Very frankly I am not happy with the progress made so far.That's why I call on the European Council to accelerate the adoption and implementation of many important growth-enhancing measures included in the Growth and Jobs Compact. It is true that we have been making more efforts in terms of fiscal consolidation than on the measures for growth that were already agreed at the European Council level. We need to balance the important efforts made in terms of sound public finances with the right measures to have growth enhancing policies. We also need to move ahead with our structural reform agenda – the country-specific recommendations have to be implemented at national level....Regarding the deadlines of bank supervision in relation to recapitalizing Spanish banks, people forget that there already exists a 100 billion euros credit line that can be used for those. The problem with this line of credit is that it goes through the Spanish state, so it increases the Spanish public debt (but Olli Rehn, in the previous link says this won't increase Spain's structural deficit.)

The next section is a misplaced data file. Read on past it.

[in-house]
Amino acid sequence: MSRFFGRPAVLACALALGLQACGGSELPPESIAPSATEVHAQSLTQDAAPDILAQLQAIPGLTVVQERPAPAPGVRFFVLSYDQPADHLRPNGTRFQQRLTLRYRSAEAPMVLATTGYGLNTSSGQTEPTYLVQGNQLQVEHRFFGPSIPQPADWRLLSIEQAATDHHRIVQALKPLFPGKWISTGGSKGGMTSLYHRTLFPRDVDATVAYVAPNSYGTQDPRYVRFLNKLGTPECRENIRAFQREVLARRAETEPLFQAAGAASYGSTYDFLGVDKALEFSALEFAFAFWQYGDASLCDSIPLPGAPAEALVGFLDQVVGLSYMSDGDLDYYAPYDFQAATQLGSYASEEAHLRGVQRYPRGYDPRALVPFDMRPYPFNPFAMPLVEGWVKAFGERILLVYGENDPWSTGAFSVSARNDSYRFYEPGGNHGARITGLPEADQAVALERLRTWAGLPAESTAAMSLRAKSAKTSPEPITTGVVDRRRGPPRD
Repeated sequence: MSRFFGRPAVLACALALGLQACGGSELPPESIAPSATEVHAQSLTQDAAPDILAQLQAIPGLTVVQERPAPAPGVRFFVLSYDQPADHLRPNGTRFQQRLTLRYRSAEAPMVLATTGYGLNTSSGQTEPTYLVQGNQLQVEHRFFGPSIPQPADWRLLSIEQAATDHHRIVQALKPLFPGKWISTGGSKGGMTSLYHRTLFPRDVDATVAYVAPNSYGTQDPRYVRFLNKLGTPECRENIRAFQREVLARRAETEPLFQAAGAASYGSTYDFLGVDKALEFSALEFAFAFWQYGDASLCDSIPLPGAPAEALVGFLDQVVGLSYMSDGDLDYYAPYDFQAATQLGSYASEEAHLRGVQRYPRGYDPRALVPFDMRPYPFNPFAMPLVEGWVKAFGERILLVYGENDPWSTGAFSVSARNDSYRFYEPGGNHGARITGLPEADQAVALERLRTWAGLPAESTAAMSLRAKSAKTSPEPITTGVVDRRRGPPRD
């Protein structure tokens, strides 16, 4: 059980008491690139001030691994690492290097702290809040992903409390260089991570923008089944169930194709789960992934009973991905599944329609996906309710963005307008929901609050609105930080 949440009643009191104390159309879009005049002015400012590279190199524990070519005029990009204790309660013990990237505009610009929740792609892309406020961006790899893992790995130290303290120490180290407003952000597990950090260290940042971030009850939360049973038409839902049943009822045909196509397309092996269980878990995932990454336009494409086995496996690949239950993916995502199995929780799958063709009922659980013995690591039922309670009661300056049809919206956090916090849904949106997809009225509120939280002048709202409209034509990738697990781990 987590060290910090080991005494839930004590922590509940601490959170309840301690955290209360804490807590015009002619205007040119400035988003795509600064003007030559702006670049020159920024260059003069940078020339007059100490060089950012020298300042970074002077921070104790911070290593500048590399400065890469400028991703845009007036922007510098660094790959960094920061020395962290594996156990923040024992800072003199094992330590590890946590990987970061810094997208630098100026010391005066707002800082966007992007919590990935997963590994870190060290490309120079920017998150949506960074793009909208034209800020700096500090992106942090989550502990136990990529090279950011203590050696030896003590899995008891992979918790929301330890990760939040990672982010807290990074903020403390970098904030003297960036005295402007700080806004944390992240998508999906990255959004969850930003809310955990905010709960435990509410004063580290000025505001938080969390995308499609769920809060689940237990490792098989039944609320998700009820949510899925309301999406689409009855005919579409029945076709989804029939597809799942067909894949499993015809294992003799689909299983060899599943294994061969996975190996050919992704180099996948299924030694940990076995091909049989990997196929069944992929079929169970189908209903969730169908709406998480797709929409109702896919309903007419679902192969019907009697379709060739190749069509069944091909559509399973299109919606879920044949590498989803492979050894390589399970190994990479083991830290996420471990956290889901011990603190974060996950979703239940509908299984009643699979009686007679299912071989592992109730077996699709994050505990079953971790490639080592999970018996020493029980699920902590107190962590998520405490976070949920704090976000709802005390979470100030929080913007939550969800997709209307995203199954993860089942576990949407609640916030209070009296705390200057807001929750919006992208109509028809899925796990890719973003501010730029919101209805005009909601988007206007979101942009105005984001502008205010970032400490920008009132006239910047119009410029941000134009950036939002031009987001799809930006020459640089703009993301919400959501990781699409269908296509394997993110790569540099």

So, if I understand well, the use of banking supervision in regard to Spanish banks would be if 1) the opened credit line were not enough or 2) Spain's budget situation became very bad and it needed to avoid recapitilizing banks through state budget. I believe the compromise obtained is quite good: if there is no new crisis regarding Spain, there is time to put in place a deep/thorough banking supervision, with closing bank powers etc; if a new crisis emerges in Spain in Q1 2013, overcoming conditions 1 and 2 up there, then it will be possible to say (maybe), "we have put in place the legal framework, let's make something in a hurry for those".
It's a question of having some instrument ready, just in case, even if the goal is not to use the instrument.

Tuesday, September 18, 2012

Prices rose faster in August across the 27 nations of the European Union (EU) compared with July, according to official figures. The EU statistics agency Eurostat said inflation hit 2.7% last month, compared with 2.5% the previous month. In the 17-nation eurozone, inflation also rose to 2.6% from 2.4% in July. Figures also showed that the number of people in work across the EU in the three months to the end of June rose to 223.4 million. Employment across the euro area remained stable at 146.4 million in the second quarter. The number of people out of work in July hit a record high of 18 million, prompting calls for the European Central Bank to cut the cost of borrowing, pump more money into the eurozone economy or both.
Major US banks are being investigated for insufficiently safeguarding against being used by drug dealers or terrorist groups to launder dirty money, it was reported Saturday.